Friday, October 13, 2006

my labors are rewarded (but only by myself, sigh)

Lately I've been obsessed with meeting my fundraising requirement for Lola's preschool. This preschool is a non-profit parent cooperative which charges unheard of low tuition, and in order to make ends meet, the parents put on a charity auction each year. Each family must generate auction items. This year, the amount was raised to $600 from last year's quite doable $400.

I had procrastinated getting started on this, in part because I am lazy and wait until the last minute so often in life, and in part because I've been sick since mid-August (today was the first day I felt semi-healthy, and I enjoyed it). It's been all I could do to get the girls to and from their schools and to get us into a new routine.

But anyhow, at the last minute I had my own sewing projects,and I had donations to gather, and I turned in a total of $1,049 in auction items (nearly $900 of those were turned in this morning, ten minutes before the final deadline for all items to be physically turned over). Dollar value of items raised by the Sober Husband: ZERO. He was supposed to, at a bare minumum, donate a copy of the software from his primary start-up job (this is a shrink-wrapped product which is sold to the public), but he flaked at the last minute for reasons which remain obscure. Shame, Mr. Husband, shame. I've been bizarrely stressed over this for six weeks, and he could have created something, but maybe next year.

On the other hand, I'm feeling the love from my delightful donors, Isotope Comics, Colorbox Salon, the Mechanics Institute, and Kids Only, on Haight St., all genuine San Francisco icons, plus my mother (who genned up $300 worth of children's clothes).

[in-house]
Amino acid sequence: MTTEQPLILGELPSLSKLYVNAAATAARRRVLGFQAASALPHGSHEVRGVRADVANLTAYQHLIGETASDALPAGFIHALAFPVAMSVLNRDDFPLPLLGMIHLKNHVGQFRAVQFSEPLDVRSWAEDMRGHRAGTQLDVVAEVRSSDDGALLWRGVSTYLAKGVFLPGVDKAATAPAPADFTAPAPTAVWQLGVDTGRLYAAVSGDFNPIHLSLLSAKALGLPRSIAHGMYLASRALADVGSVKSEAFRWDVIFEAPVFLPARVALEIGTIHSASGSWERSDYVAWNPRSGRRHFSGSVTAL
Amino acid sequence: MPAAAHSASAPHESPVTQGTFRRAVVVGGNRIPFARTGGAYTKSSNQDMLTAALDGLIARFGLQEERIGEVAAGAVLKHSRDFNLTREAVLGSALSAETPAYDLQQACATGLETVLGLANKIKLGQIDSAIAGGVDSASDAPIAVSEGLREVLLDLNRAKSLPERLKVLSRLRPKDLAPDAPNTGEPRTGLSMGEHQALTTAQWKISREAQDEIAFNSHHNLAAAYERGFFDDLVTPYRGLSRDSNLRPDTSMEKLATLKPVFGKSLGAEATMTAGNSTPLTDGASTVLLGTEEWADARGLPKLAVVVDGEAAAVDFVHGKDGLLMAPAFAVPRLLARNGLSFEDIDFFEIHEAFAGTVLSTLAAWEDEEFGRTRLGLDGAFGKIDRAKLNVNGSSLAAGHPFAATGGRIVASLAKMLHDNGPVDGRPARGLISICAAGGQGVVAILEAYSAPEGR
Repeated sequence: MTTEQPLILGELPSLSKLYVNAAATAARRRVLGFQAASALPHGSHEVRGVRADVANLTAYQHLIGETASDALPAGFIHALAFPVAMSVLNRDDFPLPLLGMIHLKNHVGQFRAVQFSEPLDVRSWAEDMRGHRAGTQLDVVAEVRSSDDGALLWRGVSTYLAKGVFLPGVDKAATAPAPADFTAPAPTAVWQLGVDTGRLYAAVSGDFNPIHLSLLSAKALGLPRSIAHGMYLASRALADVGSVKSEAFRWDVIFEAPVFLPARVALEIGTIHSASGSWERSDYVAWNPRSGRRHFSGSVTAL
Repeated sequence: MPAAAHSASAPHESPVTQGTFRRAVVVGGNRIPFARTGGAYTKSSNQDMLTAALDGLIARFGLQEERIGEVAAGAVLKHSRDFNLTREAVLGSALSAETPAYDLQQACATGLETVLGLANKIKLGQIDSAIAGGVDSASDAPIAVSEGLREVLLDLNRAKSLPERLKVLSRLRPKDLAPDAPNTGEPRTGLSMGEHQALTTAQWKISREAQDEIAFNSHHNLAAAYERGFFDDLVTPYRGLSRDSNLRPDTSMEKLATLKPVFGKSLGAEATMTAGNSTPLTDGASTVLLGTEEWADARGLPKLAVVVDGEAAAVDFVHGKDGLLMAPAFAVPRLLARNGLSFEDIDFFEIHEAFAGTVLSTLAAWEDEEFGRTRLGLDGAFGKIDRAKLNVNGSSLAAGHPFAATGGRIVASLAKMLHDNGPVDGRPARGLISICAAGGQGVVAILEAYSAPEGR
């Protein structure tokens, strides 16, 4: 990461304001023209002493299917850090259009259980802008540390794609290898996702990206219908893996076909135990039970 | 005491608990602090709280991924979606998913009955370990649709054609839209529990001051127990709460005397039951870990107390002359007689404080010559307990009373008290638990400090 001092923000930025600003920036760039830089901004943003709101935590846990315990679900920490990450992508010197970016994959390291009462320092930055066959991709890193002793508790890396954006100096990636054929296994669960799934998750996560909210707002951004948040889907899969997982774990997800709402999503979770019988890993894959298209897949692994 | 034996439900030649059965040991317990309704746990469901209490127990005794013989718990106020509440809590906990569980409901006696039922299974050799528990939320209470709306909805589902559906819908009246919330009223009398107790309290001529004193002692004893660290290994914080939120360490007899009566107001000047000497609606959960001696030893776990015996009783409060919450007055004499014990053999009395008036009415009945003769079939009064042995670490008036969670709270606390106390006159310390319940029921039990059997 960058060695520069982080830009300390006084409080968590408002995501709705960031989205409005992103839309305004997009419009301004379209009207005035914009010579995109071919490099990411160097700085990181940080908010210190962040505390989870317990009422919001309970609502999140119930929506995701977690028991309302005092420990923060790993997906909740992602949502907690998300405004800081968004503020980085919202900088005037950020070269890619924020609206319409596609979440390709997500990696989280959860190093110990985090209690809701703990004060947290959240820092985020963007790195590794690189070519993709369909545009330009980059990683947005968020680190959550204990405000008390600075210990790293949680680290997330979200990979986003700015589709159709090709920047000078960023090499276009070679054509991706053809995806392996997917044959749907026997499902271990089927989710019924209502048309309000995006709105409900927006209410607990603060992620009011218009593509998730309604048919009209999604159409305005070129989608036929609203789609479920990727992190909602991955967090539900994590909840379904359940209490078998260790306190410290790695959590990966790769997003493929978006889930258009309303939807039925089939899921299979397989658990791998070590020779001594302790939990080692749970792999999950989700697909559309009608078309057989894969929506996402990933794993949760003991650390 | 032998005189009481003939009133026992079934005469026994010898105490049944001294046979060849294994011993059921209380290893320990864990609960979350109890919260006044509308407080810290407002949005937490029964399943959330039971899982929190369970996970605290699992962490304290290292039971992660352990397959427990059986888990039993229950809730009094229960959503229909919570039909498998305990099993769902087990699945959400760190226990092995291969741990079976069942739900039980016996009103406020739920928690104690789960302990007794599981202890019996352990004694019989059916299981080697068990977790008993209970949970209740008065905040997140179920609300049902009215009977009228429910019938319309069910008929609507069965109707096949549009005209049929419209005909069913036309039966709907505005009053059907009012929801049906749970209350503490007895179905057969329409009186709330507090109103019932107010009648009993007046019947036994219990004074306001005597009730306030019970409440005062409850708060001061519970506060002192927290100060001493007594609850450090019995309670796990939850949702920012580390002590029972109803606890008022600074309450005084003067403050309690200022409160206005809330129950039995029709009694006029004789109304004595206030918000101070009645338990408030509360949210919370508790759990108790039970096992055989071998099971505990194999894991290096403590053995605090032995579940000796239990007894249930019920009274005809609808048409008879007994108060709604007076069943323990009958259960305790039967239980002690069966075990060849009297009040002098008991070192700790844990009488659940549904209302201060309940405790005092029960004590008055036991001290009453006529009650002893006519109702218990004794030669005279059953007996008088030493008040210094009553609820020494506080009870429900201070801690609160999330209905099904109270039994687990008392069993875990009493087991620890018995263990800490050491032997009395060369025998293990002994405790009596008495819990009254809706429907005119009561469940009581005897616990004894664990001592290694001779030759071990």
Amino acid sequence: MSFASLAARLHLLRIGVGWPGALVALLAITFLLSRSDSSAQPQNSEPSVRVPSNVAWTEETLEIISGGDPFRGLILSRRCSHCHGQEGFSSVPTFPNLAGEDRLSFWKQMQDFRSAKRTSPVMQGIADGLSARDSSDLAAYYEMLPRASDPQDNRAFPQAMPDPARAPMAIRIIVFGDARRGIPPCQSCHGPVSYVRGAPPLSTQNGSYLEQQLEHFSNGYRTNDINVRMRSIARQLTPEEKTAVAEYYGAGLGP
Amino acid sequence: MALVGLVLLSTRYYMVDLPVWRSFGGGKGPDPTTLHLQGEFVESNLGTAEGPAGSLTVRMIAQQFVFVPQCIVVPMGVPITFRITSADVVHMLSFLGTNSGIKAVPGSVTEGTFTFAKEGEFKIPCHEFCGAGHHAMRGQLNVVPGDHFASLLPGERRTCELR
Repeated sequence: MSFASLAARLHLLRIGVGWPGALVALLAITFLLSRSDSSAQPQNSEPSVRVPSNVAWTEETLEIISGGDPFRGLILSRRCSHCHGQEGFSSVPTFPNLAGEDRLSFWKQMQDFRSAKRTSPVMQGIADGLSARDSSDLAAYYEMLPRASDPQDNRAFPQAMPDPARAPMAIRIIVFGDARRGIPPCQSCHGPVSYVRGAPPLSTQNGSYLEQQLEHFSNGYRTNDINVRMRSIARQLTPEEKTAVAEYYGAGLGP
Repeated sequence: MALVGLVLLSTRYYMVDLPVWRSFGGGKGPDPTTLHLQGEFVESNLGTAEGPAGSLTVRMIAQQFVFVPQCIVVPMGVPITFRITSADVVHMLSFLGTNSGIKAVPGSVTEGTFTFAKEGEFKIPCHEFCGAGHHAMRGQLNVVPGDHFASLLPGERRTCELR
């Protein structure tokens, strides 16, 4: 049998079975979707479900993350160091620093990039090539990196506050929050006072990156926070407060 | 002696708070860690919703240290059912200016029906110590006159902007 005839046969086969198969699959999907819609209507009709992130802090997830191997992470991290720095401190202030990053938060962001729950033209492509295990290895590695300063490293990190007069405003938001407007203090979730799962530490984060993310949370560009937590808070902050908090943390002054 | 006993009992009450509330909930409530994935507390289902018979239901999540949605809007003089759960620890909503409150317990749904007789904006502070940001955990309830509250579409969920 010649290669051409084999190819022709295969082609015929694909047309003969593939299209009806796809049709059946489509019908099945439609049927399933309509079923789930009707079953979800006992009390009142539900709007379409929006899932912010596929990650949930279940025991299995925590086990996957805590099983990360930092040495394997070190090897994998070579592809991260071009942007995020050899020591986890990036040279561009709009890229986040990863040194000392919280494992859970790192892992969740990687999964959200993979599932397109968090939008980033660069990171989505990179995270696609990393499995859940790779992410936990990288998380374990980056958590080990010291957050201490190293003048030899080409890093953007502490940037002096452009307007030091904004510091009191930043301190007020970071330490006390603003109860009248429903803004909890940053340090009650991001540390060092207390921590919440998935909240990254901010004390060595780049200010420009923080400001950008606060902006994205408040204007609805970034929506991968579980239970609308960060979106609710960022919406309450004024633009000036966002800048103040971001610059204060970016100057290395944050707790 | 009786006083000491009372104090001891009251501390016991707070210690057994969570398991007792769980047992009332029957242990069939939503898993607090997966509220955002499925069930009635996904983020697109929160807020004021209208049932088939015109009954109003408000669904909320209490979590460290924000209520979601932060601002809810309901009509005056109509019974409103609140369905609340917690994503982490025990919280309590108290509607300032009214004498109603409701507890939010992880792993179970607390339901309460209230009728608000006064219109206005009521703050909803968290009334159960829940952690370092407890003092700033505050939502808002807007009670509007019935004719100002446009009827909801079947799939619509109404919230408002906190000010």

I hadn't done anything but slave on my sewing projects in my spare and non-spare time for ages (I made three children's jackets to be auctioned off), and I had run out of make-up, a crisis in the world of the Drunken Housewife. I rewarded myself for getting all my work done (I didn't finish until midnight last night) by running off downtown on BART. I'm telling you, Macy's in Union Square has become a fabulous beauty destination. I think they have really amped things up out of fear of the new competition (Bloomingdale's has just opened a massive store up in the shopping district). Walking in off the street, I was able to get my custom make-up made at the Prescriptives counter, pick up some fabulous lip gloss, get an amazing half-hour massage from the talented Pippin at the Origins instore day spa, and have my eyebrows professionally done by the fabulous Janet at Benefit (and the Benefit people so nicely hand the somewhat disheveled client, but with fabulous brows, off to have her make-up freshened for no extra charge).

The massage was a huge surprise. I did it on the spur of the moment instead of eating lunch, because I could see what looked like a surprisingly good massage going on while I got my make-up made. Everything exceeded expectations about it. The last massage I got before today was at an actual spa, the Kabuki Hot Springs, and it sucked. I had a $200 package of spa services, and I left cranky and unrelaxed. My massage was painful; the therapist did something particularly excruciating around my hips which had me bracing for agony, rather than relaxing. The facial was brutal and left my face feeling slimy. I had to sit in a waiting room, the only woman surrounded by gym queens, in an ill-fitting tacky little bathrobe which I had to hold shut (these men did not want to see the Drunken Housewife's merchandise). Then came the worst part, the body scrub, which was in a charmless and chilly room which looked like a hospital operating room... probably a veterinary hospital at that (in my experience, San Francisco hospital operating rooms are much more spa-like, featuring a heated operating table that is well-nigh cosy for those nervous moments before the general anesthesia kicks in). The water sprayed on me was COLD, and the spa attendant was brisk and unpersonable, making me feel like a filthy kitchen floor which needed a strong disinfection. I left, feeling cheated and greasy and uncomfortable.